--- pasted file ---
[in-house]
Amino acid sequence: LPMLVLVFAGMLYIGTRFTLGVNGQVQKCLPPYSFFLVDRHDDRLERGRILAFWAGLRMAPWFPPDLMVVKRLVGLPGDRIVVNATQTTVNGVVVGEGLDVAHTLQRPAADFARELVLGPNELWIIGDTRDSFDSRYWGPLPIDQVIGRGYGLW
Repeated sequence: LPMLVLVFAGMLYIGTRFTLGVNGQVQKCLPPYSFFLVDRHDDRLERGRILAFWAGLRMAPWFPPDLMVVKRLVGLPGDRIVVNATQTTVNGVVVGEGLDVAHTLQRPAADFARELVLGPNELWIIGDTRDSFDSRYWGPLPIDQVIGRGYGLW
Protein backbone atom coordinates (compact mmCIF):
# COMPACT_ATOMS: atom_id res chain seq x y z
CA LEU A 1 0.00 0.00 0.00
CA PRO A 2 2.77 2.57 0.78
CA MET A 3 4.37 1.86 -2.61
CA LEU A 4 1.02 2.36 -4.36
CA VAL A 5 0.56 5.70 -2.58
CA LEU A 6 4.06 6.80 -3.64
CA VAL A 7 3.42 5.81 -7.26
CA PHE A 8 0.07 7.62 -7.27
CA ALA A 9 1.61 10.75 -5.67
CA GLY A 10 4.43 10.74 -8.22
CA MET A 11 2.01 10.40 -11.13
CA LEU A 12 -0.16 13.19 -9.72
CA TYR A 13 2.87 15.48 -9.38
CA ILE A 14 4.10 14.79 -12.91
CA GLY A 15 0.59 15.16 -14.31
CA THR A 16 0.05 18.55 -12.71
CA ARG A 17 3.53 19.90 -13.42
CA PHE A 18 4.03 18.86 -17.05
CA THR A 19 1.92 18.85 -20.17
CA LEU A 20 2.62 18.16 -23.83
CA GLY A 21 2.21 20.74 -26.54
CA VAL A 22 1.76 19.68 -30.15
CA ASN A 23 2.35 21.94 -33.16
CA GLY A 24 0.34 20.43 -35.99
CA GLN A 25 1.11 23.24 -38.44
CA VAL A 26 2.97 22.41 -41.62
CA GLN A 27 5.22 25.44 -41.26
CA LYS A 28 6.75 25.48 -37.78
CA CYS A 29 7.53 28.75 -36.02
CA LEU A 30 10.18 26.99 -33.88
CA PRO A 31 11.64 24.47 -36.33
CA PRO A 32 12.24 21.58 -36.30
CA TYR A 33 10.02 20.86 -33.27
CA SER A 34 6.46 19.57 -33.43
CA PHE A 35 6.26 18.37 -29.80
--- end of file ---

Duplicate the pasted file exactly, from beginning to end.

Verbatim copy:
[in-house]
Amino acid sequence: LPMLVLVFAGMLYIGTRFTLGVNGQVQKCLPPYSFFLVDRHDDRLERGRILAFWAGLRMAPWFPPDLMVVKRLVGLPGDRIVVNATQTTVNGVVVGEGLDVAHTLQRPAADFARELVLGPNELWIIGDTRDSFDSRYWGPLPIDQVIGRGYGLW
Repeated sequence: LPMLVLVFAGMLYIGTRFTLGVNGQVQKCLPPYSFFLVDRHDDRLERGRILAFWAGLRMAPWFPPDLMVVKRLVGLPGDRIVVNATQTTVNGVVVGEGLDVAHTLQRPAADFARELVLGPNELWIIGDTRDSFDSRYWGPLPIDQVIGRGYGLW
Protein backbone atom coordinates (compact mmCIF):
# COMPACT_ATOMS: atom_id res chain seq x y z
CA LEU A 1 0.00 0.00 0.00
CA PRO A 2 2.77 2.57 0.78
CA MET A 3 4.37 1.86 -2.61
CA LEU A 4 1.02 2.36 -4.36
CA VAL A 5 0.56 5.70 -2.58
CA LEU A 6 4.06 6.80 -3.64
CA VAL A 7 3.42 5.81 -7.26
CA PHE A 8 0.07 7.62 -7.27
CA ALA A 9 1.61 10.75 -5.67
CA GLY A 10 4.43 10.74 -8.22
CA MET A 11 2.01 10.40 -11.13
CA LEU A 12 -0.16 13.19 -9.72
CA TYR A 13 2.87 15.48 -9.38
CA ILE A 14 4.10 14.79 -12.91
CA GLY A 15 0.59 15.16 -14.31
CA THR A 16 0.05 18.55 -12.71
CA ARG A 17 3.53 19.90 -13.42
CA PHE A 18 4.03 18.86 -17.05
CA THR A 19 1.92 18.85 -20.17
CA LEU A 20 2.62 18.16 -23.83
CA GLY A 21 2.21 20.74 -26.54
CA VAL A 22 1.76 19.68 -30.15
CA ASN A 23 2.35 21.94 -33.16
CA GLY A 24 0.34 20.43 -35.99
CA GLN A 25 1.11 23.24 -38.44
CA VAL A 26 2.97 22.41 -41.62
CA GLN A 27 5.22 25.44 -41.26
CA LYS A 28 6.75 25.48 -37.78
CA CYS A 29 7.53 28.75 -36.02
CA LEU A 30 10.18 26.99 -33.88
CA PRO A 31 11.64 24.47 -36.33
CA PRO A 32 12.24 21.58 -36.30
CA TYR A 33 10.02 20.86 -33.27
CA SER A 34 6.46 19.57 -33.43
CA PHE A 35 6.26 18.37 -29.80